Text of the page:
Customs law: company must provide the customs administration with personal data of the managers .
The Düsseldorf Finance Court has issued a ruling on the query of personal data for the revaluation of customs authorisations and decided that the customs administration may query the personal tax identification number as well as the tax office of the head of the customs department responsible for personal taxation at the company concerned.
With the entry into force of the Union Customs Code on 01.05.2016, the requirements for customs authorisations have been adapted. The Customs Administration will carry out a revaluation for all permanent authorisations issued before 01.05.2016. This involves checking whether the authorisations granted comply with the authorisation criteria of the Union Customs Code. The plaintiff is the holder of customs licenses. In April 2017, the respondent's main customs office sent the applicant the questionnaire on self-assessment Part I for revaluation purposes. The applicant was requested to disclose personal data of its employees and members of its Supervisory Board. Among other things, the personal tax identification numbers and the tax offices responsible for the personal taxation of these persons should be disclosed. The defendant pointed out that if his questions were not answered, he would revoke the customs authorisations. By its action, the plaintiff sought a declaration that it was not obliged to answer the questions asked.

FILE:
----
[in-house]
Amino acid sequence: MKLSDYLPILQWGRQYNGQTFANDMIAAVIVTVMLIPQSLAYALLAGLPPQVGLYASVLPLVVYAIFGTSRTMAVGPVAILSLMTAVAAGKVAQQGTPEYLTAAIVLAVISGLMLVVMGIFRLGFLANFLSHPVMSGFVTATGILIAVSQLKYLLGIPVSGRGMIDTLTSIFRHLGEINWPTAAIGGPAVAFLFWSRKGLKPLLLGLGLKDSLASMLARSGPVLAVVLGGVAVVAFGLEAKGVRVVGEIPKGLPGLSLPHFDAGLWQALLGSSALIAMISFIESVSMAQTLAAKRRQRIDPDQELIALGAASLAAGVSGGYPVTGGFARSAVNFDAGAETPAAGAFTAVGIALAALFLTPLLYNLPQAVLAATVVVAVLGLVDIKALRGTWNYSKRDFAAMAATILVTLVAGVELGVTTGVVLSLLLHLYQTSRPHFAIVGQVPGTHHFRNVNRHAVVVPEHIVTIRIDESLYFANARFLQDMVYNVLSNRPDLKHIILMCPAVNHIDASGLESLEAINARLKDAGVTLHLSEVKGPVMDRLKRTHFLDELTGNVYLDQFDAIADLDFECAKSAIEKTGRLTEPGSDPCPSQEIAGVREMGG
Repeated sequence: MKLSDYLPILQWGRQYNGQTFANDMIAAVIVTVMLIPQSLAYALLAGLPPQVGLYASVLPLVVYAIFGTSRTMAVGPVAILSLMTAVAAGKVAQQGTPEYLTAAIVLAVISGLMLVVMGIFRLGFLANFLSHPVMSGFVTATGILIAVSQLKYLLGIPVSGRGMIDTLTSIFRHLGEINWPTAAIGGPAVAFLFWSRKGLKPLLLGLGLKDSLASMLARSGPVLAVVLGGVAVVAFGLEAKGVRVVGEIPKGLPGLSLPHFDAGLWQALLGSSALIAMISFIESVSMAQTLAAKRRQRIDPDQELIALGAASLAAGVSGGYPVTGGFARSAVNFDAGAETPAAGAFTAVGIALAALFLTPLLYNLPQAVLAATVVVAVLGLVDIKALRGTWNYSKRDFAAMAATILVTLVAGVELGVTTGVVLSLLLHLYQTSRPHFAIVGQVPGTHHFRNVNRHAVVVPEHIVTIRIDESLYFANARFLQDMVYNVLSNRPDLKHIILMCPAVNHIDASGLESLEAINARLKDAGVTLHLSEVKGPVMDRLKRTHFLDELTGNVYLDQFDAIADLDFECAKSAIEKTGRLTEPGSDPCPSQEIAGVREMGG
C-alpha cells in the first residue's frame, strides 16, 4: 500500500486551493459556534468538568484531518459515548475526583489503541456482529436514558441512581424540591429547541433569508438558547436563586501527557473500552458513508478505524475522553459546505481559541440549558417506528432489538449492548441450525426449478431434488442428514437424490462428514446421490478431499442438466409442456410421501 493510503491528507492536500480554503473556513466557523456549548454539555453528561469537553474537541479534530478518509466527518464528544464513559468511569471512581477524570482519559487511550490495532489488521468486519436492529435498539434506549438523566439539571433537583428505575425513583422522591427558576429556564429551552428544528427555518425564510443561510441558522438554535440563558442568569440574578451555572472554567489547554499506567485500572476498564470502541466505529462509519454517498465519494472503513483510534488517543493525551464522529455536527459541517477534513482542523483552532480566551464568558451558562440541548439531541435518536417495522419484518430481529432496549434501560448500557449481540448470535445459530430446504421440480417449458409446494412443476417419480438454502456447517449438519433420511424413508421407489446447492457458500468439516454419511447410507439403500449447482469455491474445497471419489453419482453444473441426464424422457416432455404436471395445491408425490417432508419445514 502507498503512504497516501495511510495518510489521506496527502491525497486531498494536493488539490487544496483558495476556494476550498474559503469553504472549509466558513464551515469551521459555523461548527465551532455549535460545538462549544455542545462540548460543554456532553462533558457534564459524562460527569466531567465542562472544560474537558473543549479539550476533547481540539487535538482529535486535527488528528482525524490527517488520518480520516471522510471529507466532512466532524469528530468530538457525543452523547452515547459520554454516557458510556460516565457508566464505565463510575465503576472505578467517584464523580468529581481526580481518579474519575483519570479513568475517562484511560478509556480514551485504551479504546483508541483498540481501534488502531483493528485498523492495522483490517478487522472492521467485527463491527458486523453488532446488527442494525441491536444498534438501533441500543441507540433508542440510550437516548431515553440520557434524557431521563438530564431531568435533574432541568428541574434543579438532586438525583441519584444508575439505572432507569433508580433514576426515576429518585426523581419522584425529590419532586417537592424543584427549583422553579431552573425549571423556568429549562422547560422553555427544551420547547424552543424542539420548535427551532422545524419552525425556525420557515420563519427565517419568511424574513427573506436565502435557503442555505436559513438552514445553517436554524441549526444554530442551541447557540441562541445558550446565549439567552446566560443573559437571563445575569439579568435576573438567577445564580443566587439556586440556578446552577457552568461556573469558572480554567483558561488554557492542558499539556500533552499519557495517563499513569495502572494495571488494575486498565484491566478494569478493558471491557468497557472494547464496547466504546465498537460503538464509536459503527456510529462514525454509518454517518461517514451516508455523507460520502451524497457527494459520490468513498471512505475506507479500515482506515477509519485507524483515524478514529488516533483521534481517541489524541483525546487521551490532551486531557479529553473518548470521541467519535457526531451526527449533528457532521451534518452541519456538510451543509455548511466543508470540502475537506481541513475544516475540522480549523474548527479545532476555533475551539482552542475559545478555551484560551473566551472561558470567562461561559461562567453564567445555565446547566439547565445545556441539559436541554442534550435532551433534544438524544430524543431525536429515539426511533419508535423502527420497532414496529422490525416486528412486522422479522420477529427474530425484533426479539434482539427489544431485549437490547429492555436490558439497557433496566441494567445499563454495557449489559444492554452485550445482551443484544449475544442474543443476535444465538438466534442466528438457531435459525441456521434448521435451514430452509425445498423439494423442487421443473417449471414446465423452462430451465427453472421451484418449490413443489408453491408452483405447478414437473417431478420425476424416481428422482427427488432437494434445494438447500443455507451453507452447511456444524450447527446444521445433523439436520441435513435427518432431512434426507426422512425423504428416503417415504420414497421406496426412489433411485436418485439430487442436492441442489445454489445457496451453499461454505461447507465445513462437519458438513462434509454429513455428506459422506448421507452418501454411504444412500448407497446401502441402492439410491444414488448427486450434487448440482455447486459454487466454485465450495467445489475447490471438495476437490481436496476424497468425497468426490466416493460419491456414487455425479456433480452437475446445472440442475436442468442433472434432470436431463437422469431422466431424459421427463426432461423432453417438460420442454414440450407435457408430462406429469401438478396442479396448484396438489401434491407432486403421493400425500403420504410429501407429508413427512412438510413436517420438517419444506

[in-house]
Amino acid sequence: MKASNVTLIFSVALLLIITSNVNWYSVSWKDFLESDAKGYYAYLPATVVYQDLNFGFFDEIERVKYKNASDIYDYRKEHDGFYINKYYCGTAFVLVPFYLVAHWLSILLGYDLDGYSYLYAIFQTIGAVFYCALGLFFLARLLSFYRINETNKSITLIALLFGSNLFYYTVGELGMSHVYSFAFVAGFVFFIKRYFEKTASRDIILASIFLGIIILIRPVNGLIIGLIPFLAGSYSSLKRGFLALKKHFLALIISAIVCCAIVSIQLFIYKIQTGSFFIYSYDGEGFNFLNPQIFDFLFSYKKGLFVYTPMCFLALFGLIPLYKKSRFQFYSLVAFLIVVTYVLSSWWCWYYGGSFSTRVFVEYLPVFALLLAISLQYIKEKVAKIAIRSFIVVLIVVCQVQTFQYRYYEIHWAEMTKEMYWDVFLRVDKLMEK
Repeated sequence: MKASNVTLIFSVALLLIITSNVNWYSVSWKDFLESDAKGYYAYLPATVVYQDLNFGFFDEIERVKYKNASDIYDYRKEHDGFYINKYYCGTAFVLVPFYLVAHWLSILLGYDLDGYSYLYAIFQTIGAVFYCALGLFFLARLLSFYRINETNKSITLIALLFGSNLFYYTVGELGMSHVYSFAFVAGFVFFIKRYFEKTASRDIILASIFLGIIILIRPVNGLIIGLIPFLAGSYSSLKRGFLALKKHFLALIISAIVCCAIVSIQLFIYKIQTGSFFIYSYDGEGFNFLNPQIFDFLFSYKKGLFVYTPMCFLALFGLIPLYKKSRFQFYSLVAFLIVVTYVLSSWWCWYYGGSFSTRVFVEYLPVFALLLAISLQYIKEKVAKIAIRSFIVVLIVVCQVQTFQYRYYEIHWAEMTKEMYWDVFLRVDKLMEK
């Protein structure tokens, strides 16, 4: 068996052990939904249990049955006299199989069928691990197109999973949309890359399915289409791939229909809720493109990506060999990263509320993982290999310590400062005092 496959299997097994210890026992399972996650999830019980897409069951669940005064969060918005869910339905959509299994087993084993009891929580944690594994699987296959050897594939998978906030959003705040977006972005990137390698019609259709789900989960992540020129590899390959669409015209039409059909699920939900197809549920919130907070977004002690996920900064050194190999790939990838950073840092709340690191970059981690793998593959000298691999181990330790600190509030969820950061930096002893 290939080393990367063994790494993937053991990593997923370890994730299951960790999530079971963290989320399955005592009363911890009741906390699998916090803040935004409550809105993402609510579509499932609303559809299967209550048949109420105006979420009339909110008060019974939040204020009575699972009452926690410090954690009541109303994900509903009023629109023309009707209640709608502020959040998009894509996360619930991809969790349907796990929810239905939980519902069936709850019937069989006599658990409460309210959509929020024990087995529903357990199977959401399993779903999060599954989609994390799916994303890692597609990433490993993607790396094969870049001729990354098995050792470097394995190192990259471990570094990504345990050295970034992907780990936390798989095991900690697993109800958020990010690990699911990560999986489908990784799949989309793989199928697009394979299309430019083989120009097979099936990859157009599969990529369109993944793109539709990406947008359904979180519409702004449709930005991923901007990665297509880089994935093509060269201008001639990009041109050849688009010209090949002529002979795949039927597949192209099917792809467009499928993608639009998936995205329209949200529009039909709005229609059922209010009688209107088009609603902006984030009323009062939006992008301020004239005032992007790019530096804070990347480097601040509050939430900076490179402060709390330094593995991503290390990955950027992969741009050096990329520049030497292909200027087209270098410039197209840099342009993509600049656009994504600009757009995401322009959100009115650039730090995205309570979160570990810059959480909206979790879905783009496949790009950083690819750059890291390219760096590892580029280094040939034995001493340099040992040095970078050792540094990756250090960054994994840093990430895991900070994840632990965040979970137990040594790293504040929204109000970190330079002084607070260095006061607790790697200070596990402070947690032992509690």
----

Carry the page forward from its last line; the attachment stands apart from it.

The FG Düsseldorf had obtained a preliminary ruling from the ECJ (judgment of 16.01.2019 - C-496/17).
The FG Düsseldorf upheld the action in large parts.
The plaintiff was unsuccessful in defending itself against the disclosure of the personal data of the head of its customs department.
In the opinion of the fiscal court, these data must be disclosed to the customs administration. The customs authority may not collect any sensitive information about the personal situation of the person concerned - such as his marital status, religious affiliation or income. In addition, the customs administration must inform the data subject of the collection of personal data.
However, the members of advisory boards and supervisory boards, managing directors, heads of departments, in so far as they are not responsible for the applicant's customs affairs, heads of bookkeeping and customs officials, are not subject to the applicant's duty of disclosure. To the extent that the inquiry of the customs authority concerns these persons, the plaintiff does not have to provide any information.
The decision is final.
Source: Press release of the FG Düsseldorf v. 10.05.2019
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